Right-wing governments in Canada aren’t succeeding because they are wildly popular with the public. In fact, the opposite is usually true. They’re successful because they effectively manipulate our arcane electoral systems that prevent the majority of voices from being heard.

It’s been shown time and again that Saskatchewan could take a measured medium-term approach to eliminating its deficit that would keep jobs and services intact. But even more than the McNeil government in Nova Scotia, the Sask Party is more interested in an ideological attack on public services than good public policy. For Brad Wall and Scott Moe, a budget deficit is just useful political cover.

And finally, we arrive in Ontario where, after the Wynne Liberals went to war with teachers and education workers, and took on the dubious distinction of spending the least of any province per capita on health care, we now have a Conservative government under Premier Doug Ford.

Ford came to power on a promise of $7.6 billion in tax cuts, $500 million in annual spending reductions, and a balanced budget by 2021. “There’s no way around it: Doug Ford’s plan to shell out billions in tax cuts – often to people who don’t need them – and to balance the budget by 2021 would mean deep spending cuts and significant job losses,” says CUPE National Senior Economist Toby Sanger. He estimates between 46,000 to 159,000 public and private sector job losses could occur as a result of Ford’s budgetary policy. “No matter which way you cut it, this is bad news for working people in Ontario.”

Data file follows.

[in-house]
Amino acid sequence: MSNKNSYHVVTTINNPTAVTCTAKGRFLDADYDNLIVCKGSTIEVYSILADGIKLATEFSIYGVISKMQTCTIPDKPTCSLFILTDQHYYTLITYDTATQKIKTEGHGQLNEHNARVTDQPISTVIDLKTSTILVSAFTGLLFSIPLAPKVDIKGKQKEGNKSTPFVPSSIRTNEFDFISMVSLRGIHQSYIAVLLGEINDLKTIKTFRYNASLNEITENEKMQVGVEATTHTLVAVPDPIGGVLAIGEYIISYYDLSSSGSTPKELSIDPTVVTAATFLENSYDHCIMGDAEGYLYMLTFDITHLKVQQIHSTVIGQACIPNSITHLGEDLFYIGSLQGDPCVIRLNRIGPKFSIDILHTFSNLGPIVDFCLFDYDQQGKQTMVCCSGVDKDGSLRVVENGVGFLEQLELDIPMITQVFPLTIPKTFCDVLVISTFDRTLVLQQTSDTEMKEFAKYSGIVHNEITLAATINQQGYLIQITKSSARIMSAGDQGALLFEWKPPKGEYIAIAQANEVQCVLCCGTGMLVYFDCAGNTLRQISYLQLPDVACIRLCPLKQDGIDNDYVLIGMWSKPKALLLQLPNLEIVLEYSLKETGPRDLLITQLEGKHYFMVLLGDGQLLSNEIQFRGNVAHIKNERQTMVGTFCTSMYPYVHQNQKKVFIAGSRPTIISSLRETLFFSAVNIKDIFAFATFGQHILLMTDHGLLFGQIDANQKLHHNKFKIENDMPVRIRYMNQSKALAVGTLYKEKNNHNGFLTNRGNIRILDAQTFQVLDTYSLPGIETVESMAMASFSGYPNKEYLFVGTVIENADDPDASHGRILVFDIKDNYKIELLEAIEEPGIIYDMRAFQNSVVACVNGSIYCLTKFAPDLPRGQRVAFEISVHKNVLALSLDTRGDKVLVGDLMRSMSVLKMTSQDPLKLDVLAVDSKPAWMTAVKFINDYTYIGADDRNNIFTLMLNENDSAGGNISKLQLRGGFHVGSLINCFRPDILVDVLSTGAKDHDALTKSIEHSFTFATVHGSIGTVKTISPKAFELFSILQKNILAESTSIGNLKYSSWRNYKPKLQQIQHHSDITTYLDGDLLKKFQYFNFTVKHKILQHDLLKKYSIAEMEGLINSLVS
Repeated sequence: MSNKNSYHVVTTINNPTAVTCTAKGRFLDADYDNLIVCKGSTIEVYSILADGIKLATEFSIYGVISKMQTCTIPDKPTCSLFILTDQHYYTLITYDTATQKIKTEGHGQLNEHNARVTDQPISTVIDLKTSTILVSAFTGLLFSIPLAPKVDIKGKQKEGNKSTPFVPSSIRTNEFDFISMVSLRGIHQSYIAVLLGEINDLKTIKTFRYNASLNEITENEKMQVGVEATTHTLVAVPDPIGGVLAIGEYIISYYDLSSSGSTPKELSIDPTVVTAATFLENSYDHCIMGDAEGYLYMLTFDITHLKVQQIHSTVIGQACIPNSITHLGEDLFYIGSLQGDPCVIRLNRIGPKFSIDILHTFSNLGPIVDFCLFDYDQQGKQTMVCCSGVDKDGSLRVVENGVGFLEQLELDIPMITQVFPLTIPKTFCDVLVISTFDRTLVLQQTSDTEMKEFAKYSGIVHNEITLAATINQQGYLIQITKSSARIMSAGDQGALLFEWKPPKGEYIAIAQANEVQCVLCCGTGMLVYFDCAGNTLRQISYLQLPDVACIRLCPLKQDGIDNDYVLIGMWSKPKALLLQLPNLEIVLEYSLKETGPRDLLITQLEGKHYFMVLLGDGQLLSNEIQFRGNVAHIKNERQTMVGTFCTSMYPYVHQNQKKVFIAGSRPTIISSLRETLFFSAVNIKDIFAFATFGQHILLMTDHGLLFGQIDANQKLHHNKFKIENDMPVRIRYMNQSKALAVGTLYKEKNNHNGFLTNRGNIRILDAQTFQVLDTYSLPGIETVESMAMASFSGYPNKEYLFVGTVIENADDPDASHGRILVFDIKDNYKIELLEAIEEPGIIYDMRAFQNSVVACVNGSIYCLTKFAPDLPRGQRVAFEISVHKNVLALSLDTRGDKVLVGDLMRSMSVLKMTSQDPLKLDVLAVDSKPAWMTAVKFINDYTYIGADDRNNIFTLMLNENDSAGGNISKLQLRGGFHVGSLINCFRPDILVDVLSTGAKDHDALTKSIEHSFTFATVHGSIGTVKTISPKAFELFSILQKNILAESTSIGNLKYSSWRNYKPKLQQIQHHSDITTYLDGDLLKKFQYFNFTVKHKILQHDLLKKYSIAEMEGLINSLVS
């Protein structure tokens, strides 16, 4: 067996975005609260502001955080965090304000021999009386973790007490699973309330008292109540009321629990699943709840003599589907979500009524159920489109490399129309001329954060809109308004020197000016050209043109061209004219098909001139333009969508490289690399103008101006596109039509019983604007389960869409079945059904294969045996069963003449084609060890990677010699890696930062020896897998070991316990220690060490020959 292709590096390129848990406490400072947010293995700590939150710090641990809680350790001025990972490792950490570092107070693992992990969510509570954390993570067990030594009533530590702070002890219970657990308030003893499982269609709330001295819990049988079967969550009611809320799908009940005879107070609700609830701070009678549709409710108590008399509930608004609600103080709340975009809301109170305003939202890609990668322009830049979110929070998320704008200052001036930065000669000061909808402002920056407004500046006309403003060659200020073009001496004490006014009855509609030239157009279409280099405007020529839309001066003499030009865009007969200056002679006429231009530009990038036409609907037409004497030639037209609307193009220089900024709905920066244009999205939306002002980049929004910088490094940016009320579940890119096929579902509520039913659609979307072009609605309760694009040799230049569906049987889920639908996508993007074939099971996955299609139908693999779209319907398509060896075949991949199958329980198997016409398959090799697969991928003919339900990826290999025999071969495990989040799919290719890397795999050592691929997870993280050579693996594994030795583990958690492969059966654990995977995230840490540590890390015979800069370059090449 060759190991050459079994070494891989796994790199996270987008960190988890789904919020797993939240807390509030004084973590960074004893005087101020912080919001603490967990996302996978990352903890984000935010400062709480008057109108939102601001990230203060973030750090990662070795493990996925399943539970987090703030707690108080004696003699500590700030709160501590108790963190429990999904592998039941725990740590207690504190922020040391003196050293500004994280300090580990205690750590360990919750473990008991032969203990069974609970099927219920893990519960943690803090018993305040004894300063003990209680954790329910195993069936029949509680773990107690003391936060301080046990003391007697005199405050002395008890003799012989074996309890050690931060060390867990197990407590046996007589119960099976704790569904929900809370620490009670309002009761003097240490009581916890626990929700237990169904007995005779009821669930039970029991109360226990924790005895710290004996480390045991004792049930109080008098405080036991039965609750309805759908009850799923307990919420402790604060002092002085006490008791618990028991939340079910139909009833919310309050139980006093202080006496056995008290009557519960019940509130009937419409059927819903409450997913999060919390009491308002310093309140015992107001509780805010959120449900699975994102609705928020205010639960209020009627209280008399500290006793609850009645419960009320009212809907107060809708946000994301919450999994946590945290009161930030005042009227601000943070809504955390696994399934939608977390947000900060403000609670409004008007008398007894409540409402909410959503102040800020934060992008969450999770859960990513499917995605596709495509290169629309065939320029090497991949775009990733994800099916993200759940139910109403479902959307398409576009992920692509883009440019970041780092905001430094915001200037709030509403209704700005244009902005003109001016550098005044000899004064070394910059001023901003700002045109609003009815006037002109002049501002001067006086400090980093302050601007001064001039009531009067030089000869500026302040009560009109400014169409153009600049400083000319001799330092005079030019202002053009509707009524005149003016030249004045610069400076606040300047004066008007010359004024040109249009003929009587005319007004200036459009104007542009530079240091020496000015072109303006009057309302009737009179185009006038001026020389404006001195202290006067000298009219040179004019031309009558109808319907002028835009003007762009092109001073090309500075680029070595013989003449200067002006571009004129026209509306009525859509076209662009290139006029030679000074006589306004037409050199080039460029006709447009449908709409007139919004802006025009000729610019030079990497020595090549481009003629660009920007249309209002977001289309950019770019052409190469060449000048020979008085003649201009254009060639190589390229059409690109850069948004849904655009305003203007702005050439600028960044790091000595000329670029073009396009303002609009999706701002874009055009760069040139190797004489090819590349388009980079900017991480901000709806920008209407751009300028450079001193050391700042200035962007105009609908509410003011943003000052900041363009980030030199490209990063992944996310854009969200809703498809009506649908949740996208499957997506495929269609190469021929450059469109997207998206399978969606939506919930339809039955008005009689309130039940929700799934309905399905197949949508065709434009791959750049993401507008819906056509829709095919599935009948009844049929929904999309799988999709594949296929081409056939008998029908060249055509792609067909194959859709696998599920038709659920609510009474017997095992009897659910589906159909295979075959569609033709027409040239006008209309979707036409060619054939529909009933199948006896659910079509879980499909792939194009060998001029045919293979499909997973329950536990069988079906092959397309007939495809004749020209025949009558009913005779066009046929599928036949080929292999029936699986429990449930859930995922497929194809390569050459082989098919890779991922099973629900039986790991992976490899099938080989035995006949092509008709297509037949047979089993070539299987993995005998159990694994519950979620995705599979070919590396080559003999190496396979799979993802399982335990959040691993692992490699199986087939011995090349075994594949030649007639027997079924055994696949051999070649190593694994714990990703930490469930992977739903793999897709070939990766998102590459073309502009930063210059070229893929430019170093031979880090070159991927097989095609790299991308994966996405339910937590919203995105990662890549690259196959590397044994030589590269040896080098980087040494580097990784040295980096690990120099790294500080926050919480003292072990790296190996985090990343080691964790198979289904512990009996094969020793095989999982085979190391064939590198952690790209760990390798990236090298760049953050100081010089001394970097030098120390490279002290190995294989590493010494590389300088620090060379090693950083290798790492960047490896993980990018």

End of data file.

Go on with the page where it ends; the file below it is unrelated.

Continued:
Ford has also pledged to scrap the scheduled increase to Ontario’s minimum wage in the coming year, and people are rightly concerned about what a Ford government will mean for labour rights across Ontario.

There’s no question that the right is on the rise in Canada.

And if the 2016 presidential elections in the United States and the 2018 provincial elections in Ontario have told us anything, it’s that elections matter. Across the board we need to step up our engagement in election campaigns at every level of government.

But as right-wing governments continue to rise despite a lack of popular support, the question of how we elect is becoming as significant as who we elect.

Hillary Clinton won two million more votes than Donald Trump but still lost the election. And in Canada we have a voting system that awards majority governments to parties who win a minority of votes.

It’s called first-past-the-post, and it’s the reason premiers like Stephen McNeil and Doug Ford enjoy 100 per cent of the power in their respective legislatures despite only earning around forty per cent of the popular vote. It’s the reason why the Saskatchewan Party has enjoyed a significantly hampered opposition, where the NDP won 30 per cent of the vote but only occupies 16 per cent of the seats in the legislature.

The solution is proportional representation, a system where every vote is counted, and every voice matters. Forty per cent of the vote equals 40 per cent of the seats – simple enough!

While the right is on the rise from coast to coast in Canada, there is hope on the horizon as well, with referenda on electoral reform during upcoming elections in British Columbia and PEI.

Canadians cherish their public services, and we need to mobilize now to defend them as they fall under attack by right-wing governments from coast to coast.

But in the long run, one of the best ways we can protect public services and the rights of workers is to implement a system that actually recognizes the voices of the majority of Canadians when we go to the ballot box. That journey starts in BC and PEI, but it continues with all of us across Canada for the months and years to come.